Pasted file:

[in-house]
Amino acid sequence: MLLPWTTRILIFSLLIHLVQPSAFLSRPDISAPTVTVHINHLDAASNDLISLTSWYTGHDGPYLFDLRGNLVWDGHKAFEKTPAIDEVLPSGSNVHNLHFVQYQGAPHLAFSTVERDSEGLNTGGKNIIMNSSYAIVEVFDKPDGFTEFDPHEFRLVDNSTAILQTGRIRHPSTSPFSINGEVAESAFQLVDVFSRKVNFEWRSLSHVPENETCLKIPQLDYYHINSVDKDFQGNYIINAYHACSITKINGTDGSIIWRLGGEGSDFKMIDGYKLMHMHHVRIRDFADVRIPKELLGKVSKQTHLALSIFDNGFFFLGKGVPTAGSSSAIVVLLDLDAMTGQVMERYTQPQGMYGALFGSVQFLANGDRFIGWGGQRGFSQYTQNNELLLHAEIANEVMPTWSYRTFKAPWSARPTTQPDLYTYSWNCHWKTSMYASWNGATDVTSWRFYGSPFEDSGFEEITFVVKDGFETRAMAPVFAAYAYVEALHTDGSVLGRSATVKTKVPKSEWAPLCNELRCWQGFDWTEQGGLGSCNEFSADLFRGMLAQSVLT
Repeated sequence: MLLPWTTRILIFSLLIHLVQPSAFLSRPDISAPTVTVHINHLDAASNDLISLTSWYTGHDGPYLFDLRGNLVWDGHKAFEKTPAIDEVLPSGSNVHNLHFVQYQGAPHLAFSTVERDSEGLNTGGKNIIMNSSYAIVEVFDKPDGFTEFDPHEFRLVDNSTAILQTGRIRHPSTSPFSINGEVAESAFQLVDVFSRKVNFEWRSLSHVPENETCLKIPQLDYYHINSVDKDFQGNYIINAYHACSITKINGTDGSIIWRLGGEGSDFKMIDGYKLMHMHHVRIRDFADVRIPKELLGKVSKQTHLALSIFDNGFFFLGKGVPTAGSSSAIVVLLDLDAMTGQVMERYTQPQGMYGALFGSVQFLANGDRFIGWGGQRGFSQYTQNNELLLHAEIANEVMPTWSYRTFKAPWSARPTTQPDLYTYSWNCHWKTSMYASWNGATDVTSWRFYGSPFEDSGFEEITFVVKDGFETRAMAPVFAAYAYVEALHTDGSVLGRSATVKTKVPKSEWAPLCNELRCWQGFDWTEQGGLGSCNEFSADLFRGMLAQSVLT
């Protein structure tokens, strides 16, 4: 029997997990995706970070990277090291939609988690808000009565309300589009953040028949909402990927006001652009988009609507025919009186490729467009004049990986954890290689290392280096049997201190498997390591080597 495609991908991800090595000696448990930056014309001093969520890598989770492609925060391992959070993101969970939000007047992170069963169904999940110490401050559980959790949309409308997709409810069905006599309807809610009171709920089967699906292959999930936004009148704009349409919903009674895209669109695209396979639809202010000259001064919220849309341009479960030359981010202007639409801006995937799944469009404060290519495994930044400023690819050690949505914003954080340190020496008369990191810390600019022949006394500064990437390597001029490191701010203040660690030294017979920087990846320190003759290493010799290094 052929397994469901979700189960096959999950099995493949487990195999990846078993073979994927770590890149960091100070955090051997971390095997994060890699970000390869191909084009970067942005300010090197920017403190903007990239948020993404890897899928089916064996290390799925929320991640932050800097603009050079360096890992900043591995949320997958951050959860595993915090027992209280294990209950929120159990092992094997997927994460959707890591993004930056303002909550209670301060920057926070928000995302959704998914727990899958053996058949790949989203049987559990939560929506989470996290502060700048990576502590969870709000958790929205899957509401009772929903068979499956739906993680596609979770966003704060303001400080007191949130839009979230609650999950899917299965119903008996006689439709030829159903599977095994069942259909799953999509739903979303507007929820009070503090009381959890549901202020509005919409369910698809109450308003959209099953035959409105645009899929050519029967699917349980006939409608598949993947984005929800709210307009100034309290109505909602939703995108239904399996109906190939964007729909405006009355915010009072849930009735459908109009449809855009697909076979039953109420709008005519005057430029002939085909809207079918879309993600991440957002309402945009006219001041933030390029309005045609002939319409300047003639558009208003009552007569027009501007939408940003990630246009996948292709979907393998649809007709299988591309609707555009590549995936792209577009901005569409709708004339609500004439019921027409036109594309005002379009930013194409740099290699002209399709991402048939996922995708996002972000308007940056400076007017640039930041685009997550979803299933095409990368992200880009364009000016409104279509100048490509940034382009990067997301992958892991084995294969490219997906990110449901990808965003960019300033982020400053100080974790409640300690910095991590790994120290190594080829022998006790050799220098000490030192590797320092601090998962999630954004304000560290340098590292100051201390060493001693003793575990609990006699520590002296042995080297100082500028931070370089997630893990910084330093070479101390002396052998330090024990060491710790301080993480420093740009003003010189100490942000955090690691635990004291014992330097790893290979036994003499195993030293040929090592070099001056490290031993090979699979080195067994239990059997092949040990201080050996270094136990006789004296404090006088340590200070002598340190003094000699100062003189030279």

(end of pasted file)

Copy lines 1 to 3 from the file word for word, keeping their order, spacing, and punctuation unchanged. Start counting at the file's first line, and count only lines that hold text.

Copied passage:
[in-house]
Amino acid sequence: MLLPWTTRILIFSLLIHLVQPSAFLSRPDISAPTVTVHINHLDAASNDLISLTSWYTGHDGPYLFDLRGNLVWDGHKAFEKTPAIDEVLPSGSNVHNLHFVQYQGAPHLAFSTVERDSEGLNTGGKNIIMNSSYAIVEVFDKPDGFTEFDPHEFRLVDNSTAILQTGRIRHPSTSPFSINGEVAESAFQLVDVFSRKVNFEWRSLSHVPENETCLKIPQLDYYHINSVDKDFQGNYIINAYHACSITKINGTDGSIIWRLGGEGSDFKMIDGYKLMHMHHVRIRDFADVRIPKELLGKVSKQTHLALSIFDNGFFFLGKGVPTAGSSSAIVVLLDLDAMTGQVMERYTQPQGMYGALFGSVQFLANGDRFIGWGGQRGFSQYTQNNELLLHAEIANEVMPTWSYRTFKAPWSARPTTQPDLYTYSWNCHWKTSMYASWNGATDVTSWRFYGSPFEDSGFEEITFVVKDGFETRAMAPVFAAYAYVEALHTDGSVLGRSATVKTKVPKSEWAPLCNELRCWQGFDWTEQGGLGSCNEFSADLFRGMLAQSVLT
Repeated sequence: MLLPWTTRILIFSLLIHLVQPSAFLSRPDISAPTVTVHINHLDAASNDLISLTSWYTGHDGPYLFDLRGNLVWDGHKAFEKTPAIDEVLPSGSNVHNLHFVQYQGAPHLAFSTVERDSEGLNTGGKNIIMNSSYAIVEVFDKPDGFTEFDPHEFRLVDNSTAILQTGRIRHPSTSPFSINGEVAESAFQLVDVFSRKVNFEWRSLSHVPENETCLKIPQLDYYHINSVDKDFQGNYIINAYHACSITKINGTDGSIIWRLGGEGSDFKMIDGYKLMHMHHVRIRDFADVRIPKELLGKVSKQTHLALSIFDNGFFFLGKGVPTAGSSSAIVVLLDLDAMTGQVMERYTQPQGMYGALFGSVQFLANGDRFIGWGGQRGFSQYTQNNELLLHAEIANEVMPTWSYRTFKAPWSARPTTQPDLYTYSWNCHWKTSMYASWNGATDVTSWRFYGSPFEDSGFEEITFVVKDGFETRAMAPVFAAYAYVEALHTDGSVLGRSATVKTKVPKSEWAPLCNELRCWQGFDWTEQGGLGSCNEFSADLFRGMLAQSVLT